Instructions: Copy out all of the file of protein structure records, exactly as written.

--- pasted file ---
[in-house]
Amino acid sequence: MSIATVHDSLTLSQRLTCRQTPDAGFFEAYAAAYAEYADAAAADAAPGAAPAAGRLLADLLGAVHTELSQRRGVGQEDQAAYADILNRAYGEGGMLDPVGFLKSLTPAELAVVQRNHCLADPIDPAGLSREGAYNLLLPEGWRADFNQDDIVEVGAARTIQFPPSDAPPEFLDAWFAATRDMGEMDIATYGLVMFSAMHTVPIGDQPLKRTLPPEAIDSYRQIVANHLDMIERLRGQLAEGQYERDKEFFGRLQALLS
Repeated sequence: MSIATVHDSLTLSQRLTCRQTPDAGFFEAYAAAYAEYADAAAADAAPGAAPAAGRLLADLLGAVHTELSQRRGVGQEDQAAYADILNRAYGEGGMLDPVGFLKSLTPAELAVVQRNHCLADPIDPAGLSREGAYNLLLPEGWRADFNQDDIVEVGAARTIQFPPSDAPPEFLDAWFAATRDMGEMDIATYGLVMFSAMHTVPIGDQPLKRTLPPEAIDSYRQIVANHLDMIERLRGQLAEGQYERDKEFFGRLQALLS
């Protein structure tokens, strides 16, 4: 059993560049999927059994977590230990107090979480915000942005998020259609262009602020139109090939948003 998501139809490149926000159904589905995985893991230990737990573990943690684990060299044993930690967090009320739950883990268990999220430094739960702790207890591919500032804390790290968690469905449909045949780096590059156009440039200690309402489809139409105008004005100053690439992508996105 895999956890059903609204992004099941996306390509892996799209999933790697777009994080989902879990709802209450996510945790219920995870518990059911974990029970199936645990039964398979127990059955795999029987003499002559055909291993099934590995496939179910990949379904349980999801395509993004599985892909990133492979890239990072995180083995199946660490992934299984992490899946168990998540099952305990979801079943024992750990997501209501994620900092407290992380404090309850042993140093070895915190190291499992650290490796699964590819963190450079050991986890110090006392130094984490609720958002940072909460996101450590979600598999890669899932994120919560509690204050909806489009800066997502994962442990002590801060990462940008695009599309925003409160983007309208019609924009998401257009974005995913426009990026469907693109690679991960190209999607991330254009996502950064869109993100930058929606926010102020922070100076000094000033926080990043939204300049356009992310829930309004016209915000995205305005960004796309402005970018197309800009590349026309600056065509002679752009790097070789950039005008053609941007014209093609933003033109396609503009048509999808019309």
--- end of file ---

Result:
[in-house]
Amino acid sequence: MSIATVHDSLTLSQRLTCRQTPDAGFFEAYAAAYAEYADAAAADAAPGAAPAAGRLLADLLGAVHTELSQRRGVGQEDQAAYADILNRAYGEGGMLDPVGFLKSLTPAELAVVQRNHCLADPIDPAGLSREGAYNLLLPEGWRADFNQDDIVEVGAARTIQFPPSDAPPEFLDAWFAATRDMGEMDIATYGLVMFSAMHTVPIGDQPLKRTLPPEAIDSYRQIVANHLDMIERLRGQLAEGQYERDKEFFGRLQALLS
Repeated sequence: MSIATVHDSLTLSQRLTCRQTPDAGFFEAYAAAYAEYADAAAADAAPGAAPAAGRLLADLLGAVHTELSQRRGVGQEDQAAYADILNRAYGEGGMLDPVGFLKSLTPAELAVVQRNHCLADPIDPAGLSREGAYNLLLPEGWRADFNQDDIVEVGAARTIQFPPSDAPPEFLDAWFAATRDMGEMDIATYGLVMFSAMHTVPIGDQPLKRTLPPEAIDSYRQIVANHLDMIERLRGQLAEGQYERDKEFFGRLQALLS
């Protein structure tokens, strides 16, 4: 059993560049999927059994977590230990107090979480915000942005998020259609262009602020139109090939948003 998501139809490149926000159904589905995985893991230990737990573990943690684990060299044993930690967090009320739950883990268990999220430094739960702790207890591919500032804390790290968690469905449909045949780096590059156009440039200690309402489809139409105008004005100053690439992508996105 895999956890059903609204992004099941996306390509892996799209999933790697777009994080989902879990709802209450996510945790219920995870518990059911974990029970199936645990039964398979127990059955795999029987003499002559055909291993099934590995496939179910990949379904349980999801395509993004599985892909990133492979890239990072995180083995199946660490992934299984992490899946168990998540099952305990979801079943024992750990997501209501994620900092407290992380404090309850042993140093070895915190190291499992650290490796699964590819963190450079050991986890110090006392130094984490609720958002940072909460996101450590979600598999890669899932994120919560509690204050909806489009800066997502994962442990002590801060990462940008695009599309925003409160983007309208019609924009998401257009974005995913426009990026469907693109690679991960190209999607991330254009996502950064869109993100930058929606926010102020922070100076000094000033926080990043939204300049356009992310829930309004016209915000995205305005960004796309402005970018197309800009590349026309600056065509002679752009790097070789950039005008053609941007014209093609933003033109396609503009048509999808019309």